A plot hole is an element of the story that makes no sense in context. This can be extended to characters–poorly written characters often make their choices because the story needs to do certain things. In some cases, this is called the idiot ball. In others, it’s just because they’re a poorly written character. A bad guy who does nothing but, say, shoot his own men, hurt innocent people, and seek power is not a particularly good antagonist because he’s only doing what he’s doing because the plot dictates that he’s bad.

He's Nimoy with a Robot Moustache! OF COURSE HE'S A VILLAIN

One of the chief complaints about the Transformers movies is that the audience don’t actually care about the characters. The movie never provides us with a reason to care about what Shia LeBoeuf wants. Why should we care what happens to Megan Fox? Because she’s hot? Why should we care about saving the world? It’s not ours. Simply saying that the Earth is in danger doesn’t mean that the audience has any reason to want Shia to win, because, after all, he’s annoying and ungrateful for all the cool things that have happened to him. He’s just saving the world because he has to.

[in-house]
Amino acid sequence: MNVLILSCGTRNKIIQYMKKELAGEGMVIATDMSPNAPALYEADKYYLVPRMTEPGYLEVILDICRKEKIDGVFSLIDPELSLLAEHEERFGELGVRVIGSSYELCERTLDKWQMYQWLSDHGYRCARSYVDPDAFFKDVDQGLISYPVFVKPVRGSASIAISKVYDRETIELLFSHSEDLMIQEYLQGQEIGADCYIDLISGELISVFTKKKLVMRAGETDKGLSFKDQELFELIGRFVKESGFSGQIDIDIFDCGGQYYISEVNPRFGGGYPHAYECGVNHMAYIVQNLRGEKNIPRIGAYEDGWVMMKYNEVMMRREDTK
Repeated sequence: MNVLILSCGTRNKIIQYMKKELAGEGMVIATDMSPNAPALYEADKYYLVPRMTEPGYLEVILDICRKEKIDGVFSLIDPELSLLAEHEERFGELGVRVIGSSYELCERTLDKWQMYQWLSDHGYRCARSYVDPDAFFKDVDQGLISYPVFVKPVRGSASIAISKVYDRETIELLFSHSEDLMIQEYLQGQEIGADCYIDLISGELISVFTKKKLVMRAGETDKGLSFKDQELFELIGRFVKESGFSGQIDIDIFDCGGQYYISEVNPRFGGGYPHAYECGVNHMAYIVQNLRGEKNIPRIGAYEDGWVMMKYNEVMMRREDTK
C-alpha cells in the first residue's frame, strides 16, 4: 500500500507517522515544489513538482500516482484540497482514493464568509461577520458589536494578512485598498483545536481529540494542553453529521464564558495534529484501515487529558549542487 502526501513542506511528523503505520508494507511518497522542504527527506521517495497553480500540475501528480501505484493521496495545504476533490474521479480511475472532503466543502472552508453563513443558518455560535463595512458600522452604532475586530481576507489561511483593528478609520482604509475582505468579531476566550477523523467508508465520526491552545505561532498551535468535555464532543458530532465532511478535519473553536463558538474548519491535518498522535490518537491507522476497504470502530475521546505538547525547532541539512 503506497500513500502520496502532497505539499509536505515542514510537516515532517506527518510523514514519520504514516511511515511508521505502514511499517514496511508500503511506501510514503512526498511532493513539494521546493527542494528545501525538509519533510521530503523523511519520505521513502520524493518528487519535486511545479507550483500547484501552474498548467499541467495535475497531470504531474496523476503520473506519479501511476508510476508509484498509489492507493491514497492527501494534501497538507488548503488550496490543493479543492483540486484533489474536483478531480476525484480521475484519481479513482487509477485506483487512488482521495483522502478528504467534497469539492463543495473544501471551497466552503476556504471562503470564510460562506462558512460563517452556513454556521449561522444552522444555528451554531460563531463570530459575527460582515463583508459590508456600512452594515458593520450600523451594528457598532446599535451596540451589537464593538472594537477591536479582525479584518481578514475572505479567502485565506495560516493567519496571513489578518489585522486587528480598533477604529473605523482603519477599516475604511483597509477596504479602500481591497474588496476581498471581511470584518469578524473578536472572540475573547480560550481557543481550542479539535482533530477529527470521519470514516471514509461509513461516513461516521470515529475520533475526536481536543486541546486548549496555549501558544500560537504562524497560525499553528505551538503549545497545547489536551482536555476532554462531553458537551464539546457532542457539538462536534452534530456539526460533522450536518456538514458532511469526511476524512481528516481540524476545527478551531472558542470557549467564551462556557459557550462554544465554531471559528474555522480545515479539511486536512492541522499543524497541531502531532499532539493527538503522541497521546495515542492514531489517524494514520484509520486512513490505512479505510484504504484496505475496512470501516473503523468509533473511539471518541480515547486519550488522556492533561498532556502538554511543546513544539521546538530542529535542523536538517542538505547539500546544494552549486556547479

When plots dictate characters, we definitionally get bad stories.

Before I continue, I want to make a point that I’ll come back to later: in a game, you are the protagonist, not some other guy. I could get into a discussion about how this means that a game where the character has fundamentally different motivations than the player is a bad game (because no good game should be anti-player), but that could take a while. Instead, I’d just like to point out that simply being the protagonist does not somehow magically make the story better. Just because The Fallen has personally stolen your MacGuffin does not somehow mean that Revenge of The Fallen is any better than it was when The Fallen stole Shia’s MacGuffin.